Terms of Engagement: Wha’ da ya mean fight fair?

There's an overdue emphasis on playing fair in Eve Online. I believe such a mindset can diminish the experience.

Eve Online is a lot of things. It’s internet spaceships, a sandbox, and it’s sometimes a swift kick in the teeth. It’s also, and I find this the most interesting, as true of a state of nature as I've ever seen. When I say state of nature, I’m talking about Hobbes (the man, not the hallucinatory tiger). Hobbes was a political philosopher from the 17th century who came up with this idea of the state of nature. It basically stated that in the hypothetical time before government existed, people were by and large equal. Yes, there were some that were marginally stronger or smarter, but anyone that wanted to best the stronger or smarter needed only to gang up on them or use a bit of cunning. In this time nothing was provided for you; you had to go out and get it. Since everyone was equal in ability, everyone was willing to fight one another for the things they needed. The end result was a constant state of conflict over just about everything.

If you know anything about Eve, that sounds a lot like it. For one you play as a capsuleer, an immortal space pilot that answers to no one apart from other capsuleers. By and large, all capsuleers are equal in ability and any difference in ability can be mitigated by sheer numbers or a bit of cunning. And yes, there’s always some people fighting somewhere in Eve.

There are places in Eve where the state of nature is reigned in a bit. The prime example is empire space with the threat of Concord, the ever present space police that punishes (some) wrong doers. Concord being the unstoppable force it is, one cannot do anything about them. However, there are places in New Eden where Concord’s influence is lessened or even absent. I speak of low sec, null sec, and wormhole space.

Here you would expect a state of nature to exist but it’s not entirely so. I would say that there is a certain degree of lawlessness in the unsettled areas of the cluster but only between different groups of players (corps, alliances, etc.). Within these groups there are social codes that govern their member’s behavior. These codes of conduct may not be overtly enforced; often all that is needed is a bit of social pressure (desire to belong to a group, peer pressure, etc.). I’ll give an example. Many of you are familiar with RvB, the PVP institution that boasts near constant, easy to join fights. Even in here there are rules. They're some that are written down (no ECM being an example) but they're are some unspoken ones as well. For instance, it’s frowned upon if you were to undock in a Rokh, alpha an unsuspecting frigate, and dock up again. Unsportsmanlike and all that jazz.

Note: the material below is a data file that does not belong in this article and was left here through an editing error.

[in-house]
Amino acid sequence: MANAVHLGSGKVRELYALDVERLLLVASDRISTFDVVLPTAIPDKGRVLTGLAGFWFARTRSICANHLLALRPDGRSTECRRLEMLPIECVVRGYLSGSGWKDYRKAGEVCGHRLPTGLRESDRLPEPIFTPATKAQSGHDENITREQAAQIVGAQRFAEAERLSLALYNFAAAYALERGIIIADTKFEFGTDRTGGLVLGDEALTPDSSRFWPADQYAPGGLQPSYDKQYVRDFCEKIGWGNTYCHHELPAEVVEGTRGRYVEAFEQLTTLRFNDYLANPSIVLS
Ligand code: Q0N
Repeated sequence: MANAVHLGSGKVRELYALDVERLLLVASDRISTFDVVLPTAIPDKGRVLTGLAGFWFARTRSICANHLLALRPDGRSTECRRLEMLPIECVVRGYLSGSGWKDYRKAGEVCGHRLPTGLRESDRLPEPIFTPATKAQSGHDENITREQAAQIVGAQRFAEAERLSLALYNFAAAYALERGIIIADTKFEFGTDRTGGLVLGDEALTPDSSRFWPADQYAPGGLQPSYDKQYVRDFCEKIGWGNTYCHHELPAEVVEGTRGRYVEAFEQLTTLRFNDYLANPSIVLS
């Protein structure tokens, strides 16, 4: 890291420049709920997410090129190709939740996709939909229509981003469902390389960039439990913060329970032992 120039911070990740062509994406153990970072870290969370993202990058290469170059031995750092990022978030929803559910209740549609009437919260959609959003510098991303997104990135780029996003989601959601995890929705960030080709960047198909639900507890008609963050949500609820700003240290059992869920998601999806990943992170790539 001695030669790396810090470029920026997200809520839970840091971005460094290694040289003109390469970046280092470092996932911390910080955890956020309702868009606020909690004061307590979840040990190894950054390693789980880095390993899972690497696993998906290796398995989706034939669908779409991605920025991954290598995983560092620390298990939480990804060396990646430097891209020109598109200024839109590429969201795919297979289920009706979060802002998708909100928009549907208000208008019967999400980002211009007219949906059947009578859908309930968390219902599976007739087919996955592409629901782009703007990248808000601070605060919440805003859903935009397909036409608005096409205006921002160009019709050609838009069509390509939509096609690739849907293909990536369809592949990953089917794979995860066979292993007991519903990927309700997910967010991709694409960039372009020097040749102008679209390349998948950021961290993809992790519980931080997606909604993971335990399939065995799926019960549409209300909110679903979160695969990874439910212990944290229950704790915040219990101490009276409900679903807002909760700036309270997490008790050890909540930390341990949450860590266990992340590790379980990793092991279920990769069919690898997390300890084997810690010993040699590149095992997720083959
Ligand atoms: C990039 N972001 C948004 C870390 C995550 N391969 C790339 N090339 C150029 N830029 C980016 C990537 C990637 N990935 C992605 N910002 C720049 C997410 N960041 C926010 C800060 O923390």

Another example is the null sec alliance policy of NRDS (Not Red Don’t Shoot). For those unfamiliar, it basically is a policy where a null sec alliance will allow neutral players into their space as long as they take no aggressive action. The largest subscriber to this mindset is CVA and its allies. Again, there’s no built game mechanic enforcing this behavior, just the players policing themselves.

Intra-group codes of behavior are hardly a bad thing. They keep the group cohesive, minimize conflict, that sort of thing. The problem I have with all the fair play talk is when two of these groups interact. A recent example is the compromise between Test and the Goons in order to prevent full scale war. Rather than going at it, both groups decided to reset their standings to one another and have prearranged “thunder-domes”, basically pre-agreed upon battles. I can understand why they did this but it makes Eve so much less interesting. I’d much rather hear about CFC and HBC going at each other’s throats, null sec power structures collapsing, the end of dynastic alliances and coalitions, etc. than the Goons and Test had a fight in a predetermined place at a predetermined time with no consequence pending the outcome. I feel that shying away from conflict diminishes the Eve experience, not only on an alliance or coalition level but on an individual one as well. On that note, I’ll end with a personal experience.

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Before I joined Noir Academy, I was a hauler. I did some industry, but by and large I spent my time in-game cruising the space lanes in my trusty Obelisk, the aptly named “Rolling Blubber”. I had been hauling most of my Eve career up to that point and had come to somewhat of a peak in my hauling career, namely that I was hauling for Red Frog Freight, one of New Eden’s major hauling corps. This was back when freighter suicide ganks were extremely common. Every now and then a corpie would link a kill mail of some poor freighter pilot getting alpha-ed by a fleet of battle cruisers for his shiny cargo. The response often was, “He was hauling too much ISK worth of cargo” or “He was probably auto-piloting”. The conversation would then turn to bemoaning the Goons for starting this whole ganking fad and other such complaints. I, however, would think to myself, “Man, I’m glad those gankers are out there. They keep me on my toes and otherwise hauling would be really, really boring.” So while playing it safe and making things fair are all well and good in real life, I think there needs to be a different approach to Eve. We need to be a little more adventurous than we’ normally be, if only for the sake of making things interesting. After all, it’s the players that make the content in this game. We sometimes have to take a leap of faith in order to find it.

Contributor

I'm Lioso or Justin IRL. I'm an avid player of Eve Online and other MMOs. I've been a gamer most of my life and have a particular fondness for MMO's. The culture of Eve and of gamers in general fascinates me and much of what I write about reflects that.

Published Jan. 25th 2013

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